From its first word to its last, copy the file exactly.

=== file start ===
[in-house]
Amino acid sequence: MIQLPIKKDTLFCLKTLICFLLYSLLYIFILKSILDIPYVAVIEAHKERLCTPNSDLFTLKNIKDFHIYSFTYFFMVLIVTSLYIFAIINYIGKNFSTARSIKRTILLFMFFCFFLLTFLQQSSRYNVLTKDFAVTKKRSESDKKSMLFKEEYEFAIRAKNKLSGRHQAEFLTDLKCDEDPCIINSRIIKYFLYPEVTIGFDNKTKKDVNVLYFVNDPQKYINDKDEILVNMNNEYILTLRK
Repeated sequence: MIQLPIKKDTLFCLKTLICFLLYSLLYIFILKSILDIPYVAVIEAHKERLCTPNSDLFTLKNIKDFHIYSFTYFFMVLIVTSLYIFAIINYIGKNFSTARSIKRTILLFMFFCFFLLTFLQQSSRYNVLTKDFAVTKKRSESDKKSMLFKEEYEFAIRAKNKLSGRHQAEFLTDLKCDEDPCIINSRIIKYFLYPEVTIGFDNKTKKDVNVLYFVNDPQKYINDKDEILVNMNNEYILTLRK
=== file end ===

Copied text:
[in-house]
Amino acid sequence: MIQLPIKKDTLFCLKTLICFLLYSLLYIFILKSILDIPYVAVIEAHKERLCTPNSDLFTLKNIKDFHIYSFTYFFMVLIVTSLYIFAIINYIGKNFSTARSIKRTILLFMFFCFFLLTFLQQSSRYNVLTKDFAVTKKRSESDKKSMLFKEEYEFAIRAKNKLSGRHQAEFLTDLKCDEDPCIINSRIIKYFLYPEVTIGFDNKTKKDVNVLYFVNDPQKYINDKDEILVNMNNEYILTLRK
Repeated sequence: MIQLPIKKDTLFCLKTLICFLLYSLLYIFILKSILDIPYVAVIEAHKERLCTPNSDLFTLKNIKDFHIYSFTYFFMVLIVTSLYIFAIINYIGKNFSTARSIKRTILLFMFFCFFLLTFLQQSSRYNVLTKDFAVTKKRSESDKKSMLFKEEYEFAIRAKNKLSGRHQAEFLTDLKCDEDPCIINSRIIKYFLYPEVTIGFDNKTKKDVNVLYFVNDPQKYINDKDEILVNMNNEYILTLRK